A predominant legend has it that the doodle originated with James J. Kilroy, a shipyard inspector who worked at the Bethlehem Steel Shipyard in Quincy, Massachusetts. The story says he used this mark to indicate rivets he inspected on the hulls of ships under construction. Not all of his markings were covered by paint during the hurried construction of the warships, and servicemen of all kinds found and copied the doodle everywhere.
Nearly everywhere our servicemen went during World War II, a colleague had preceeded them and left the Kilroy doodle. Of course, it showed up everywhere at home back in the states too.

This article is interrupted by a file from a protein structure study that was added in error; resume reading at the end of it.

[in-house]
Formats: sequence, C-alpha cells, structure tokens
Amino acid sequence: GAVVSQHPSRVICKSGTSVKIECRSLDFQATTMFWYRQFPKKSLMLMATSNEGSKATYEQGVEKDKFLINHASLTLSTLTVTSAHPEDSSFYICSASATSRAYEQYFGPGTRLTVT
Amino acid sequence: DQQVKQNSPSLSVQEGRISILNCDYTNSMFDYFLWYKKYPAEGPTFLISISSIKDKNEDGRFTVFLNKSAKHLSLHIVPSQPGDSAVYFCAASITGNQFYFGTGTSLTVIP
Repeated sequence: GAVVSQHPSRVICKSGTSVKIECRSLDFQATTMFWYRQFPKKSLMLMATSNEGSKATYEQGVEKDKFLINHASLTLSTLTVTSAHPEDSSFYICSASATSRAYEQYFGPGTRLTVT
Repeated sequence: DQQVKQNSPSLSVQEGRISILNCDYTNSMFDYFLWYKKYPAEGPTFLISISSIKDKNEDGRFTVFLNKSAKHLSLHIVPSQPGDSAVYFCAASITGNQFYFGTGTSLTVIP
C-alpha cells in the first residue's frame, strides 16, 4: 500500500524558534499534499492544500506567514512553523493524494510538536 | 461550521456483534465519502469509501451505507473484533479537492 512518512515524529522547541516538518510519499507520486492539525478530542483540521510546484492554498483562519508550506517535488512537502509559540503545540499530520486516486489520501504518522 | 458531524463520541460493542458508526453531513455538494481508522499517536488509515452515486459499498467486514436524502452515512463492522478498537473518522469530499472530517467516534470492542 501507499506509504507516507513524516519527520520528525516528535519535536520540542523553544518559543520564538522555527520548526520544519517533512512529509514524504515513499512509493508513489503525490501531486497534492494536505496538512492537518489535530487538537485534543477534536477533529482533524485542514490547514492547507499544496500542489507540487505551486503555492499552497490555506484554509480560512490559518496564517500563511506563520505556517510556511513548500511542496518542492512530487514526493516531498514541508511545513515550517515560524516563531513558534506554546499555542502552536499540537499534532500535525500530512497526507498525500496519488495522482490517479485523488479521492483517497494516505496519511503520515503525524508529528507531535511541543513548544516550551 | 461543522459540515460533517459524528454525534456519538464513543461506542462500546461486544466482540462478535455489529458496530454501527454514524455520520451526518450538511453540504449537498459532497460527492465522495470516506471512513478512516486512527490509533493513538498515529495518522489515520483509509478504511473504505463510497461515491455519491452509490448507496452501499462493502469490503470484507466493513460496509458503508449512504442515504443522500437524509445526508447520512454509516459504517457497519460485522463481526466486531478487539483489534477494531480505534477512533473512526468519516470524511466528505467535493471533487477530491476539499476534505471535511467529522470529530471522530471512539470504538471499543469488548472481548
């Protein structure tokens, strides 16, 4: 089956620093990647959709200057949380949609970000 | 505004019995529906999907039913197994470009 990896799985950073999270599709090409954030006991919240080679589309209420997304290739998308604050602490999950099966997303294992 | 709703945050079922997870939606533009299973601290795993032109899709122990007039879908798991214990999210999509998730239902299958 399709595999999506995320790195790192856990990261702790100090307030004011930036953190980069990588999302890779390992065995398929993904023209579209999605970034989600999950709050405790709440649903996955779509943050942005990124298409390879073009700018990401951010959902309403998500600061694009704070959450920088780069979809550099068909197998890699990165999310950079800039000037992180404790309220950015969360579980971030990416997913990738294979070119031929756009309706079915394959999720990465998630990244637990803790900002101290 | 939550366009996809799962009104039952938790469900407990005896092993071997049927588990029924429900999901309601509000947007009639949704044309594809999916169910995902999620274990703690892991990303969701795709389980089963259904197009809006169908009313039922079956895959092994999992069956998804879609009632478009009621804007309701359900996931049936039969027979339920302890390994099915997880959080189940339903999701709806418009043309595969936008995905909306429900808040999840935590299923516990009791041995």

It’s an easy doodle to draw, and a whimsical little character. I’ve made my own version as a shelf sitter … or better yet, as an LCD sitter that peers over the top of the computer screen.
Want one? Sometimes available on ETSY.
Update – May 2019: All of the Kilroys have left home and I don’t currently have plans to carve more of them. Maybe some other day. Til then, THANKS for all who have been interested in them.
Read more about the Kilroy legends at:
Kilroy drawing image courtesy of Patrick Tillery, KilroyWasHere.org.